Laying emphasis on group handwashing, which was bound to create a handwashing habit in children and usher in behavioural change, Gupta said: “We have a unique opportunity in the form of midday meals. No other country in the world has midday meals where so many millions of children have meal at one time.” Gupta complimented RID 3211 (Kerala) for having done 1,111 schools last year; “their target for this year is 2,222 and they are already thinking we’ll do more than that. I don’t know if any other organisation in India is doing that many schools. Polio eradication took us 25 years. These children will be agents of change for hygienic practices in the community and will bring the country out of the menace of open defecation.”
Mahatvapur yeh nahi ki vasiyat me kya mila, mahatvapur yeh hei ki virasat me kya chhod kar jaaongey.
– Union Minister of State for Culture and Tourism Dr Mahesh Sharma
Dr Mahesh Sharma, Union Minister of State for Culture and Tourism, asked that even after “70 years of independence, if we are still talking about toilets, have we missed the bus? Who will take the lead? Parents, teachers, corporates?” Coming from a place in Rajasthan which faced severe water scarcity, and attending a school that was 8 km from his house, where there was no tap water available and water for the next day’s use had to be fetched from a well 2 km away, he knew the importance of water and sanitation.
Leaving behind a legacy
He said Rotarians can be proud that “we’ve ourselves chosen this field of social work for giving back to society; nobody compelled us at gun point.” The most admirable outcome of this work would be the health benefits to future generation of girl children who were often compelled to hold back urination for lack of proper and separate toilet facilities in school. Mahatvapur yeh nahi ki vasiyat me kya mila. Mahatvapur yeh hei ki virasat me kya chhod kar jaaongey. (It is not important what you inherited; what’s important is what legacy you will leave behind), he added.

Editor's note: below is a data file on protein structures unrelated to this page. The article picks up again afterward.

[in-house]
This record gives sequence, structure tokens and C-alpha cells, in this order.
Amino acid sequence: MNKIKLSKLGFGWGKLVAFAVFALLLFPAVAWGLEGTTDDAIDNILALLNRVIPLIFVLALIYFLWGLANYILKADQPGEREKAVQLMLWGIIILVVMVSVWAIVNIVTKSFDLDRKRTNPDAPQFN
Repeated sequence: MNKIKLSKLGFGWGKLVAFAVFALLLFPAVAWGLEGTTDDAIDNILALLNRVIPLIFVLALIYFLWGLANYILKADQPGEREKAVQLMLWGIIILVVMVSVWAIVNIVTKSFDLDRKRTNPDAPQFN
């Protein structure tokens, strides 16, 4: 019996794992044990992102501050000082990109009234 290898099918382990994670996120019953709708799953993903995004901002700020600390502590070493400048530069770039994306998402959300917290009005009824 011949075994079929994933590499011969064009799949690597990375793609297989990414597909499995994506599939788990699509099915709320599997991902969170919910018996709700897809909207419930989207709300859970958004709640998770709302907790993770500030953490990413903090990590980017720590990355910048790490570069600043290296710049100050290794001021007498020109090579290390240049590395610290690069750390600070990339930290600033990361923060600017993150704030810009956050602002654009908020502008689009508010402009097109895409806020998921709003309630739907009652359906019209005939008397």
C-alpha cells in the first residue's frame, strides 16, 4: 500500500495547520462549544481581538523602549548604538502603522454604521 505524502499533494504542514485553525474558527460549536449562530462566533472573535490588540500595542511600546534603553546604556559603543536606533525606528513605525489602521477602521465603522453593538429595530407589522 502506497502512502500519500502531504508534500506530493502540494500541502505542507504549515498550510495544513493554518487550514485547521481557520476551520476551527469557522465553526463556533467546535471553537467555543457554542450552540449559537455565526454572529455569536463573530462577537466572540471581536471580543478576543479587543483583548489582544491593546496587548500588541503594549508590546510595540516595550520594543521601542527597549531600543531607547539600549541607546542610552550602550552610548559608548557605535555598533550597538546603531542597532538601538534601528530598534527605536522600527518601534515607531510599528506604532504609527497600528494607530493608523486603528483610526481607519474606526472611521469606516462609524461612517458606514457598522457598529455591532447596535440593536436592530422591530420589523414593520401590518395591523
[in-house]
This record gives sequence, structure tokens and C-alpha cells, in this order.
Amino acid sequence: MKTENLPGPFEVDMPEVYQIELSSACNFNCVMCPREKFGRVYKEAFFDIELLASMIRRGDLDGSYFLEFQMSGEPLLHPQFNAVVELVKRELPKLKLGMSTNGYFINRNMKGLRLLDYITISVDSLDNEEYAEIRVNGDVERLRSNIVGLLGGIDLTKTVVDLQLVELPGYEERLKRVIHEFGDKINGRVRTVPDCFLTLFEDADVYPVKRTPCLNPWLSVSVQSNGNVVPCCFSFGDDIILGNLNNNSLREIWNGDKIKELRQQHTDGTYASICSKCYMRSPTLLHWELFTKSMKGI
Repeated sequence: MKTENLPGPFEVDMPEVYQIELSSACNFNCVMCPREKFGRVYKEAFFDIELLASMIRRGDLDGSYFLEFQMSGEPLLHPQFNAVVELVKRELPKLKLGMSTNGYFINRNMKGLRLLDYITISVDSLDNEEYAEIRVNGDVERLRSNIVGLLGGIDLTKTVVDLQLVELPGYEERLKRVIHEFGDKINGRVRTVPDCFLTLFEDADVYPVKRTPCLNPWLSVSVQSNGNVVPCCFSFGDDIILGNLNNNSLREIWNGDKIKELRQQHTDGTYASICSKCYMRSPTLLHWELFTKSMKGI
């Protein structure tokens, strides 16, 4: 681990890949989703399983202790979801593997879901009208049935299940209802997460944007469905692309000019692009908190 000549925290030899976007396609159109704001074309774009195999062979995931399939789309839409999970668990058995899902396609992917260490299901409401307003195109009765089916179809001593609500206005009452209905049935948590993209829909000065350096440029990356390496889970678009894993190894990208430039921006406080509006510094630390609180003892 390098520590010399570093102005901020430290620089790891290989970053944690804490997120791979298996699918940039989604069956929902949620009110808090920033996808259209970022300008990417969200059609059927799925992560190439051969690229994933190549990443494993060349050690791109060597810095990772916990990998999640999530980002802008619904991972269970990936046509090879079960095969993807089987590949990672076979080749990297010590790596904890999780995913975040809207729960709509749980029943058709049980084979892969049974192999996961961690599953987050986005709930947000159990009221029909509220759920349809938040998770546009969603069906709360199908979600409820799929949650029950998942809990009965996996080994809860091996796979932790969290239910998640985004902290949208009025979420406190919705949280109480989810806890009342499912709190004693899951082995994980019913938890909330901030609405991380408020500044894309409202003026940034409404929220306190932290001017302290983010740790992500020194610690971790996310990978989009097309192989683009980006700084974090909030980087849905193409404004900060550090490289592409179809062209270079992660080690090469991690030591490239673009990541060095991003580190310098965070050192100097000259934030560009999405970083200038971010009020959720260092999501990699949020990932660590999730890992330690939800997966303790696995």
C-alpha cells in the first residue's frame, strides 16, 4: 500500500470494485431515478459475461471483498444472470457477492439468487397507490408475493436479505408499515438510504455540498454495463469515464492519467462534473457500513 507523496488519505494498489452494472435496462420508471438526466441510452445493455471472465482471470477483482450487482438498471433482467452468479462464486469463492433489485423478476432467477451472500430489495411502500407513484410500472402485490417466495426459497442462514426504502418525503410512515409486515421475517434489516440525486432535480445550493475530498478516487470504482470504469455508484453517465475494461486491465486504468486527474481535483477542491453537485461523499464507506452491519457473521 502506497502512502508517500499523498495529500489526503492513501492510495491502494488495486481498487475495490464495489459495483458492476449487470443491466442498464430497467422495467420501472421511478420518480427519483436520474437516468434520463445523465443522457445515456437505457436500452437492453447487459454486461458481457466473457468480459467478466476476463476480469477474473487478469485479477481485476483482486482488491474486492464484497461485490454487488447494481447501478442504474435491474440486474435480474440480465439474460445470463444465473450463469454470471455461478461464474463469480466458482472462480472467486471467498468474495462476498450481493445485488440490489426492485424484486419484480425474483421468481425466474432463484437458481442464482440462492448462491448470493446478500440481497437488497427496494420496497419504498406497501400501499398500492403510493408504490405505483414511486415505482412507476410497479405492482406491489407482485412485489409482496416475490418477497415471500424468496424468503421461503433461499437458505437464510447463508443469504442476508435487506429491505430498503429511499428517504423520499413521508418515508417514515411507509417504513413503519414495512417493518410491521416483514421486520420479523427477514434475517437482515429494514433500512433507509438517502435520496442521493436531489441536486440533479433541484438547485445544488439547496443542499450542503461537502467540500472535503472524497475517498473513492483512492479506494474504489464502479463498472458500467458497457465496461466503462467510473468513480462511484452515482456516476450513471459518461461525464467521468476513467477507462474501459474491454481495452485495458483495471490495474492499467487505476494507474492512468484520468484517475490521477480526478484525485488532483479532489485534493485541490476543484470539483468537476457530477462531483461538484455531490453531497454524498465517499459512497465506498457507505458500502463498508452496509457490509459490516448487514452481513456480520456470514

Addressing the meet, PRIP Rajendra K Saboo said it was appropriate that the GOI had adopted Gandhiji’s spectacles as a symbol of Swachh Bharat. Just as polio eradication from India had succeeded thanks to private-public partnerships, similarly for WinS, Rotary has partnered with UNICEF as also GoI. Complimenting Trustee Gupta’s leadership in WinS, he said “as he keeps saying, it is much more than making toilets or providing water. The effect of cleanliness on the country will determine its strength, image and character. Rotarains are known to walk the difficult path and I am confident we will do it.”
We will not stop after two years; we will continue our association with these schools through Interact clubs.
-WinS Vice Chair P T Prabhakar
Chairing a session, TRF Trustee Chair Kalyan Banerjee said that he was “aware that many DGs and PDGs have a concern whether to pursue Literacy or WinS. As far as I am concerned, you can do either, but I’d prefer it if you did both.”
But WinS, he elaborated, is a part of Happy Schools, which again, is a part of Literacy. “If you can focus on WinS, or e-learning, teacher training, child development or adult literacy, it all amounted to working for Literacy. So let it be your choice… your club’s choice, depending on your area of focus or interest, but remember that we can’t have Literacy without WinS.”